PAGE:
Federal law denies the protections of the “press exemption” to an organization owned or controlled by a party.  2 U.S.C. § 431(9)(B)(i).  The FEC has enforced this restriction strictly, applying it to party institutional interests without regard to whether the an organization associated with a party actually endorsed or made contributions to specific candidates. For example, in one case the FEC  considered, the Republican organization proposing to print a newsletter was a 527 “political organization” for IRS purposes, but also contemplated converting to 501(c)(4) tax-exempt status.  FEC Advisory Opinion 1988-22 (July 5, 1988).  It would not register with the FEC to make contributions or expenditures.  The Commission  ruled that the organization could still not have the benefits of the press exemption because the newsletter was free: no fee for subscriptions or individual copies was charged.  And, the Commission noted, if the organization did begin to make contributions or expenditures and became a “political committee,” it would be subject to the ban on party ownership or control of media facilities.

The predictable defense of banning a deregulated party press will be that parties corrupt candidates—that the money parties raise for the press function will flow through to the candidates, corrupting them. This is the theory behind McCain-Feingold, and it has contributed to ushering in the era of super PACs and emboldened 501(c)(4) organizations.

This fear of corruption may have some bearing on the level of regulation: it does not justify treating all party press activity as equivalent to campaign activity and regulated in the same way. For example,  if this claim about the unique nature of parties is factored into the analysis, a concern over corruption could be addressed with a disclosure requirement.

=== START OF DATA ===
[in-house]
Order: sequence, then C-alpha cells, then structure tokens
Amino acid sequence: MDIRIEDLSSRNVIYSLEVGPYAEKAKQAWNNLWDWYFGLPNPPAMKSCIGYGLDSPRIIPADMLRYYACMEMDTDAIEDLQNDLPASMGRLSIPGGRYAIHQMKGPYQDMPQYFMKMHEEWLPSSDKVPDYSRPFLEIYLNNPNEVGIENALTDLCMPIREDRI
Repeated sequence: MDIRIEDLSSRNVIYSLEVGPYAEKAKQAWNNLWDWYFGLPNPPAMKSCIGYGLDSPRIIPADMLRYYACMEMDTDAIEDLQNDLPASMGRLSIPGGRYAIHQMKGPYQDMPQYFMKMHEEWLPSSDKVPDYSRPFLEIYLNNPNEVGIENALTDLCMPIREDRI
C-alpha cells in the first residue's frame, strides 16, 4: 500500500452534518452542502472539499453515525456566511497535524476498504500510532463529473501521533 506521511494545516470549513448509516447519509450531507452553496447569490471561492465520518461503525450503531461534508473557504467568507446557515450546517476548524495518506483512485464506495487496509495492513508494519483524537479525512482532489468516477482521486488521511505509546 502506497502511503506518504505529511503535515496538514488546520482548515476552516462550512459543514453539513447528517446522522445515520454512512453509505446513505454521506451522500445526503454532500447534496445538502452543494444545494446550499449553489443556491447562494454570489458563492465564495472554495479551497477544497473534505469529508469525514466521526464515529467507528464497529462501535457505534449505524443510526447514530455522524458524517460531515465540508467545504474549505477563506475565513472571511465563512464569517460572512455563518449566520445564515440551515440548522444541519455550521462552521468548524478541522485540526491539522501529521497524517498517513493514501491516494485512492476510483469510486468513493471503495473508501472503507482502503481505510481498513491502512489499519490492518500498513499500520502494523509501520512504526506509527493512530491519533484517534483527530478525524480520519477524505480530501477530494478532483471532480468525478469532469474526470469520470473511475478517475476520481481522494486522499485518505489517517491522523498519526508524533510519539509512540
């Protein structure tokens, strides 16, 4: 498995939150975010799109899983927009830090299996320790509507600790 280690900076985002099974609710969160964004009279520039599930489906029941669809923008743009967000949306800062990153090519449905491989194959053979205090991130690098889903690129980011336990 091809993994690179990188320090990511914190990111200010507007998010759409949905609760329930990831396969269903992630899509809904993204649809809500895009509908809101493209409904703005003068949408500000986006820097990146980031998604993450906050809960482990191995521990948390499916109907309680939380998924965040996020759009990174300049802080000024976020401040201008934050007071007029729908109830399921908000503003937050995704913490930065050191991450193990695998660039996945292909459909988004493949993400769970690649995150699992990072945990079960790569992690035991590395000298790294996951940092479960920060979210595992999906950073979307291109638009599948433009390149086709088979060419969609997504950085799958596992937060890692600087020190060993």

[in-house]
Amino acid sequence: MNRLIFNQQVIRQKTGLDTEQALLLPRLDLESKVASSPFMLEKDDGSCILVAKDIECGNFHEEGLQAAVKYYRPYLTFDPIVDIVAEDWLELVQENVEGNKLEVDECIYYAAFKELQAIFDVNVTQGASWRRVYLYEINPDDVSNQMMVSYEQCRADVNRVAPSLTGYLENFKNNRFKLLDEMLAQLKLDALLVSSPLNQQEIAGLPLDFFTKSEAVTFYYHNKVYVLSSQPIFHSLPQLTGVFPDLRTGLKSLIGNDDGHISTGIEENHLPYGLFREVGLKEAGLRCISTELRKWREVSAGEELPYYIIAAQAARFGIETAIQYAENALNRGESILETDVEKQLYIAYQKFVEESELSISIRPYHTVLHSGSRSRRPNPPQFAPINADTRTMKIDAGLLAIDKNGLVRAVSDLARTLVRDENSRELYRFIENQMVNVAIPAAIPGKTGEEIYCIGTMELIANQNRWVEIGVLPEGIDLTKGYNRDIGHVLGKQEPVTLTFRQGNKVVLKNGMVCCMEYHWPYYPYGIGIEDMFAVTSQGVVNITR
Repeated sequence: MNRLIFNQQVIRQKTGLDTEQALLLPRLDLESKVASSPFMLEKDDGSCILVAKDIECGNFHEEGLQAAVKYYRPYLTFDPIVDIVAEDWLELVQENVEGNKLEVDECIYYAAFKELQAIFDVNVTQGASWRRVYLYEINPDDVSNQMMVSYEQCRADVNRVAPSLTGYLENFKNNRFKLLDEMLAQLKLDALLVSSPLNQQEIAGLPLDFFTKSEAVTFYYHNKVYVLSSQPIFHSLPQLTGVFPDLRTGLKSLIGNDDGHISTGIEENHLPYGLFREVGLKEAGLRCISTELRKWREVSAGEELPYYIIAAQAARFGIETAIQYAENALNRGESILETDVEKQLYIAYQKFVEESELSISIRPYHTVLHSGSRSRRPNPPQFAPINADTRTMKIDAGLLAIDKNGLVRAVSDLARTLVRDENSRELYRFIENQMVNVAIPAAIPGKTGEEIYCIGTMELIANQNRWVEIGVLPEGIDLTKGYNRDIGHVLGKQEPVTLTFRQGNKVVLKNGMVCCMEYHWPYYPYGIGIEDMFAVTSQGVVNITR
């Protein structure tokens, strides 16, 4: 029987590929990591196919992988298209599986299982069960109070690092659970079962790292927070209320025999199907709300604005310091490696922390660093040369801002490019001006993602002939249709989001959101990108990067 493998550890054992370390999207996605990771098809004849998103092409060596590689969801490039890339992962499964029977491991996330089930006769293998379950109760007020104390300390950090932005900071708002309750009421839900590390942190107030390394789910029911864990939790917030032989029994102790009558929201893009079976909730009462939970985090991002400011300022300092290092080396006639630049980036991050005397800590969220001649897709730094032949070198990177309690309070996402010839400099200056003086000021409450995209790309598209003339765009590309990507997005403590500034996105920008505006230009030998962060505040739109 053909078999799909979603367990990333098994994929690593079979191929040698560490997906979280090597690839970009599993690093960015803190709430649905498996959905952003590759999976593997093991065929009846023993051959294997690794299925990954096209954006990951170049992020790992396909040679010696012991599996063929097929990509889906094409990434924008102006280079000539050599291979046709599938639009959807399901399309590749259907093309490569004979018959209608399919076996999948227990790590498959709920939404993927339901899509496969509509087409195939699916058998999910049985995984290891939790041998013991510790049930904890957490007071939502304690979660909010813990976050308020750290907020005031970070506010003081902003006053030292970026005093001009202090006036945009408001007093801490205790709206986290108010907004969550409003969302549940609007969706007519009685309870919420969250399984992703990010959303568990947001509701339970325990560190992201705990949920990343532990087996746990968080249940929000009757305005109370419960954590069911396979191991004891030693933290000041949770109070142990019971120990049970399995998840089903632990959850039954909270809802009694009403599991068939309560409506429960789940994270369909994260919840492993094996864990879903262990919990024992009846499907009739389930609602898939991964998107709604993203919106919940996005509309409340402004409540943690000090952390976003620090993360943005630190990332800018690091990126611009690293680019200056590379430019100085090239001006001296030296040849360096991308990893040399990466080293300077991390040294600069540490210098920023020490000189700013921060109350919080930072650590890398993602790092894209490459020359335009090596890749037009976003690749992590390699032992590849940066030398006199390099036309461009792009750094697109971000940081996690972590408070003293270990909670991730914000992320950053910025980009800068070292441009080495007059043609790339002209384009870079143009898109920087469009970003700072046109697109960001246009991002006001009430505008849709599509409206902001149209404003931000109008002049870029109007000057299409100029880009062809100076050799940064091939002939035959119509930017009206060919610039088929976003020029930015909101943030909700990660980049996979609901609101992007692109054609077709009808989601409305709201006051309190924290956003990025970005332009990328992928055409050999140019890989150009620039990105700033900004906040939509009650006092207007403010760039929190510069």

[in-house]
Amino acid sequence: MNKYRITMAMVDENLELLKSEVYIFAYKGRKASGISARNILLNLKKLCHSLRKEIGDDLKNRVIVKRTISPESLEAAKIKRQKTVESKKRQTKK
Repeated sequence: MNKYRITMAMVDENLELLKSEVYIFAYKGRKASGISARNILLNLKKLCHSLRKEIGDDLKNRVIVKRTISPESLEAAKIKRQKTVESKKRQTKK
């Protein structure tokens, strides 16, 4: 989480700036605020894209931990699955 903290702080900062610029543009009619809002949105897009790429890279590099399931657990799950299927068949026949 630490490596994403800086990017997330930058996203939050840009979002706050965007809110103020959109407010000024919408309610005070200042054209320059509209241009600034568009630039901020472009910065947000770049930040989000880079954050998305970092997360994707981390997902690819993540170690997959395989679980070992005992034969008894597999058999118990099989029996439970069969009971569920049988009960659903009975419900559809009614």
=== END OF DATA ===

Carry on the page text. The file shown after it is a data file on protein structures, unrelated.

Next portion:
Of course, parties might not need a media outlet for the dissemination of their commentaries.  Their websites and other Internet communications may be enough for this purpose, and the law has adjusted somewhat to low-cost, no-cost political press in cyberspace.

The larger point about Citizens United and its implications still stands, however. If commercial corporations can have their own press outlets, and if tax-exempt groups of one kind or the other can produce press of their own, the parties seem altogether isolated.  Under the current state of the law,  all party press and commentary is campaign activity; all party opinion is regulated on that basis.  Meanwhile, big companies—media corporations and others—can freely pay for their opinion on issues.  So can the super PACs.  So can tax-exempt organizations.

And as the Maher project shows,  the form of editorializing may evolve, dimming still more the conventionally defined line between “campaign” and “press” activity.   This is the painful difference for parties, and the problem for them in the post-Citizens United era: only for the political parties does the convergence of press commentary and campaign speech result in more, not less, regulation.